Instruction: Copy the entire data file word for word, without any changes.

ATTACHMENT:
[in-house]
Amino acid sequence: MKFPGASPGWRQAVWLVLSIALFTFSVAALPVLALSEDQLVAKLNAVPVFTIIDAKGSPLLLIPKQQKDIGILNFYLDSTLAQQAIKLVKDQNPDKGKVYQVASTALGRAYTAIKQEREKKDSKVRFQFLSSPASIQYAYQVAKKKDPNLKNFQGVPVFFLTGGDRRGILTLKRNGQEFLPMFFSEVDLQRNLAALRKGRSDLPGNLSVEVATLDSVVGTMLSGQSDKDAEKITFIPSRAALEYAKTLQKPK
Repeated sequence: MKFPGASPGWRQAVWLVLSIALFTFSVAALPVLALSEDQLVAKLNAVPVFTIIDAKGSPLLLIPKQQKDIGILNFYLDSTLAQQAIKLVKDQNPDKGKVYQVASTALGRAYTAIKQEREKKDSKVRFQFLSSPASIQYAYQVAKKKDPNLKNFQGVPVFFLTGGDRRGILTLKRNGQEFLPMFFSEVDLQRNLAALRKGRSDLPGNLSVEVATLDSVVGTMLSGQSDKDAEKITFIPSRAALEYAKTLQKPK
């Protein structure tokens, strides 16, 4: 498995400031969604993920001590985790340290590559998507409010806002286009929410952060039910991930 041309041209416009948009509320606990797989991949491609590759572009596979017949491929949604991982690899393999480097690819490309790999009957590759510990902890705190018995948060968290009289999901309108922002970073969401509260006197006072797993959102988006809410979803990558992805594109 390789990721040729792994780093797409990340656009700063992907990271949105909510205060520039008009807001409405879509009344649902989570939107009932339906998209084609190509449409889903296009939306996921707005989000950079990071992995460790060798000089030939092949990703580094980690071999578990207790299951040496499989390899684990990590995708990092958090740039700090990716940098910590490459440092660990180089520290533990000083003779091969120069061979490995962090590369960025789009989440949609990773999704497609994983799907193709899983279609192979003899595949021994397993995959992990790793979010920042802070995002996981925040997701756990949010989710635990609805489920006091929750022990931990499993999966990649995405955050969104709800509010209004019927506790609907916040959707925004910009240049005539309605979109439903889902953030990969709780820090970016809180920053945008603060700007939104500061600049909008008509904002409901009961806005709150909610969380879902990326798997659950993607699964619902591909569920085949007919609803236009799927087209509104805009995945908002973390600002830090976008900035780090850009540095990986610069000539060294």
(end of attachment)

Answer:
[in-house]
Amino acid sequence: MKFPGASPGWRQAVWLVLSIALFTFSVAALPVLALSEDQLVAKLNAVPVFTIIDAKGSPLLLIPKQQKDIGILNFYLDSTLAQQAIKLVKDQNPDKGKVYQVASTALGRAYTAIKQEREKKDSKVRFQFLSSPASIQYAYQVAKKKDPNLKNFQGVPVFFLTGGDRRGILTLKRNGQEFLPMFFSEVDLQRNLAALRKGRSDLPGNLSVEVATLDSVVGTMLSGQSDKDAEKITFIPSRAALEYAKTLQKPK
Repeated sequence: MKFPGASPGWRQAVWLVLSIALFTFSVAALPVLALSEDQLVAKLNAVPVFTIIDAKGSPLLLIPKQQKDIGILNFYLDSTLAQQAIKLVKDQNPDKGKVYQVASTALGRAYTAIKQEREKKDSKVRFQFLSSPASIQYAYQVAKKKDPNLKNFQGVPVFFLTGGDRRGILTLKRNGQEFLPMFFSEVDLQRNLAALRKGRSDLPGNLSVEVATLDSVVGTMLSGQSDKDAEKITFIPSRAALEYAKTLQKPK
């Protein structure tokens, strides 16, 4: 498995400031969604993920001590985790340290590559998507409010806002286009929410952060039910991930 041309041209416009948009509320606990797989991949491609590759572009596979017949491929949604991982690899393999480097690819490309790999009957590759510990902890705190018995948060968290009289999901309108922002970073969401509260006197006072797993959102988006809410979803990558992805594109 390789990721040729792994780093797409990340656009700063992907990271949105909510205060520039008009807001409405879509009344649902989570939107009932339906998209084609190509449409889903296009939306996921707005989000950079990071992995460790060798000089030939092949990703580094980690071999578990207790299951040496499989390899684990990590995708990092958090740039700090990716940098910590490459440092660990180089520290533990000083003779091969120069061979490995962090590369960025789009989440949609990773999704497609994983799907193709899983279609192979003899595949021994397993995959992990790793979010920042802070995002996981925040997701756990949010989710635990609805489920006091929750022990931990499993999966990649995405955050969104709800509010209004019927506790609907916040959707925004910009240049005539309605979109439903889902953030990969709780820090970016809180920053945008603060700007939104500061600049909008008509904002409901009961806005709150909610969380879902990326798997659950993607699964619902591909569920085949007919609803236009799927087209509104805009995945908002973390600002830090976008900035780090850009540095990986610069000539060294």